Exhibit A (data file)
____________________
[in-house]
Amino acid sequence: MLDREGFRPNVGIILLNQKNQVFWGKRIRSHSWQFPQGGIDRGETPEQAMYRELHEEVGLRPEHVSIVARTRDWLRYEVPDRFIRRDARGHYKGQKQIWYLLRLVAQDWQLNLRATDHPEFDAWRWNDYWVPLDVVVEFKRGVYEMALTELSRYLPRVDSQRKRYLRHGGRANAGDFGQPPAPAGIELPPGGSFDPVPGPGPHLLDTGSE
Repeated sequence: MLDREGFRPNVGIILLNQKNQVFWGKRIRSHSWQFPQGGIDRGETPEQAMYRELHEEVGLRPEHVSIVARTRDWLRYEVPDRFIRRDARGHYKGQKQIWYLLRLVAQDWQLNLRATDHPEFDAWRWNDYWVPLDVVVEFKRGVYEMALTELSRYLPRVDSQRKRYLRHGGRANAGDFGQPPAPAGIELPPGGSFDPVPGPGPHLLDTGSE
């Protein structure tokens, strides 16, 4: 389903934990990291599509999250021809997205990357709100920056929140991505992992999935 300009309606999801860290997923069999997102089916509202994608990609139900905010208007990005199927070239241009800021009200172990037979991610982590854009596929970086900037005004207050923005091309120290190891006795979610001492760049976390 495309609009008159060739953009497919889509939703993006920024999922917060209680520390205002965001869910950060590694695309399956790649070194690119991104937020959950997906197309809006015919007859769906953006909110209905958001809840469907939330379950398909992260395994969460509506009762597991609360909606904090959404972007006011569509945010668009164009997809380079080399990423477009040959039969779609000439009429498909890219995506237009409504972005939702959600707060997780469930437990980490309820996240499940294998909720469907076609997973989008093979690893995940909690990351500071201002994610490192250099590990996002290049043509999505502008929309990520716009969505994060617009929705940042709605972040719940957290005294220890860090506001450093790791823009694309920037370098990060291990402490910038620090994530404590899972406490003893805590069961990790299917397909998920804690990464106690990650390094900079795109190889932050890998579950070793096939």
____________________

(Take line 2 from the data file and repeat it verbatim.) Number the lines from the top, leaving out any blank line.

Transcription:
Amino acid sequence: MLDREGFRPNVGIILLNQKNQVFWGKRIRSHSWQFPQGGIDRGETPEQAMYRELHEEVGLRPEHVSIVARTRDWLRYEVPDRFIRRDARGHYKGQKQIWYLLRLVAQDWQLNLRATDHPEFDAWRWNDYWVPLDVVVEFKRGVYEMALTELSRYLPRVDSQRKRYLRHGGRANAGDFGQPPAPAGIELPPGGSFDPVPGPGPHLLDTGSE